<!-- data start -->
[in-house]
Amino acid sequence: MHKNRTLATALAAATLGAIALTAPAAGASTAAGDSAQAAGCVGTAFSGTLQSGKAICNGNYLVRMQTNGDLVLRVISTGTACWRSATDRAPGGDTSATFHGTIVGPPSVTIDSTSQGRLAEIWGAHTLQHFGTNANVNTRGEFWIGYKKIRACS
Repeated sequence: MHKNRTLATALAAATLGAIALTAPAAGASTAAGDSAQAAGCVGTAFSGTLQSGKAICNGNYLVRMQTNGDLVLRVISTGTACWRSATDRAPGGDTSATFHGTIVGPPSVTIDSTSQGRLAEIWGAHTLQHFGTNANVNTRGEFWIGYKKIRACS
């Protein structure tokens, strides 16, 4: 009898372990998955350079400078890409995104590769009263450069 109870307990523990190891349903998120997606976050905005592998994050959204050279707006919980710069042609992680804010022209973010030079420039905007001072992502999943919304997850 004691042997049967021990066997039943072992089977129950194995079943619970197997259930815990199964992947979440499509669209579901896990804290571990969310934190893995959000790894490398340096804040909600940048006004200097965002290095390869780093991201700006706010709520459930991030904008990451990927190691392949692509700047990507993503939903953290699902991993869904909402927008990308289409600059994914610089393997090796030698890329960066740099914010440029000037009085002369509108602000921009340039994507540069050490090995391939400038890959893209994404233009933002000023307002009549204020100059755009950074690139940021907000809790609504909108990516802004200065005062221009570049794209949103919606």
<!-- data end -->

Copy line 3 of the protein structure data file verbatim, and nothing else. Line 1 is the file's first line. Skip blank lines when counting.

Repeated sequence: MHKNRTLATALAAATLGAIALTAPAAGASTAAGDSAQAAGCVGTAFSGTLQSGKAICNGNYLVRMQTNGDLVLRVISTGTACWRSATDRAPGGDTSATFHGTIVGPPSVTIDSTSQGRLAEIWGAHTLQHFGTNANVNTRGEFWIGYKKIRACS